WHAT DOES IT INVOLVE?
Removal of unwanted hairs used to be a painstaking business until recently and involved the discomfort of electrolysis and multiple treatments to achieve the desired result. With the advent of laser technology ,a variety of laser and IPL (intense pulsed light) systems have become available for removing unwanted hair. All of the laser and IPL systems used for hair removal work in a similar way by shining light energy through the skin with the hair follicle as the ultimate target.
The light does not give out its energy as heat until it hits its target and this allows the user to selectively target hair follicles with little risk of collateral heat damage to the surrounding skin. Treatment involves an initial visit, in which a test patch is performed, to assess the reactivity of the patients skin to the light energy. After treatment parameters have been decided therapy can begin. This involves trimming the hairs to 1 to 2mm proud of the skin and covering the area to be treated with conductive gel. The treatment is relatively painless and requires no anaesthetic. Up to 70% of actively growing follicles can be dealt with in a single session and repeated sessions are required to treat follicles which were in an inactive state at the initial treatments.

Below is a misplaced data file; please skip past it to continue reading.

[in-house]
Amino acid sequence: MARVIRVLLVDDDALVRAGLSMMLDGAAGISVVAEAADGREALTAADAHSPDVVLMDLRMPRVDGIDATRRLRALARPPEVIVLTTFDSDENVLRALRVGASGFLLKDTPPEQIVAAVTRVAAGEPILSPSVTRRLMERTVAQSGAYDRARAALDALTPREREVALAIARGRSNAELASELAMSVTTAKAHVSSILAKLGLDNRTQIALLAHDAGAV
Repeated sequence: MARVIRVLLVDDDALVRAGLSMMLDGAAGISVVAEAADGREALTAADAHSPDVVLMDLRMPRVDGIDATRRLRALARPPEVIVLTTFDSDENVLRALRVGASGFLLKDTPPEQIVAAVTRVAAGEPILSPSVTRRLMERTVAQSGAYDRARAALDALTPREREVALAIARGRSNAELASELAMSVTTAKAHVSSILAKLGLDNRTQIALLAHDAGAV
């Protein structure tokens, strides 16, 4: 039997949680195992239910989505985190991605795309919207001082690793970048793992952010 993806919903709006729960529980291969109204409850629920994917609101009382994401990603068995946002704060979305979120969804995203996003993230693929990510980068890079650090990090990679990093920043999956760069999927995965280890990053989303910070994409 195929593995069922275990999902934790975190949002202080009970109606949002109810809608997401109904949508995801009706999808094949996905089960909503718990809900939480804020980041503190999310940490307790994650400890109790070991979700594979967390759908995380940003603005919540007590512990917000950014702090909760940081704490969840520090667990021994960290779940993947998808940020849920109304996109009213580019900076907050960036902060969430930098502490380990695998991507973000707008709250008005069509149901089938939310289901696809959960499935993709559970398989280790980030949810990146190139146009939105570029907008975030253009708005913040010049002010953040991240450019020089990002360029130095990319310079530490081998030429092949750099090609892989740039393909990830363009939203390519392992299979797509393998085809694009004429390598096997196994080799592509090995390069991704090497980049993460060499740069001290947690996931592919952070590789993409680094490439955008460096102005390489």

It is important not to shave or bleach the hair prior to treatment as the light energy will be transferred less effectively. It is also important to refrain from using sunbeds or fake suntan products for the duration of the treatment as darkening the skin can scatter the light energy sensitising the skin and reducing the effectiveness of treatment.
WHAT COULD GO WRONG?
Very occasionally pigment changes can occur following this treatment and this is why a test patch is performed. This tests the individuals sensitivity. It is important to stay out of direct sunlight for the duration of the treatment as the skin may become patchily hyperpigmented (browner) if it is exposed to the sun. Rarely the skin can become red and inflamed (like sunburn) after treatment. If this happens it will settle down itself in time and the intensity of the treatment will need to be reduced.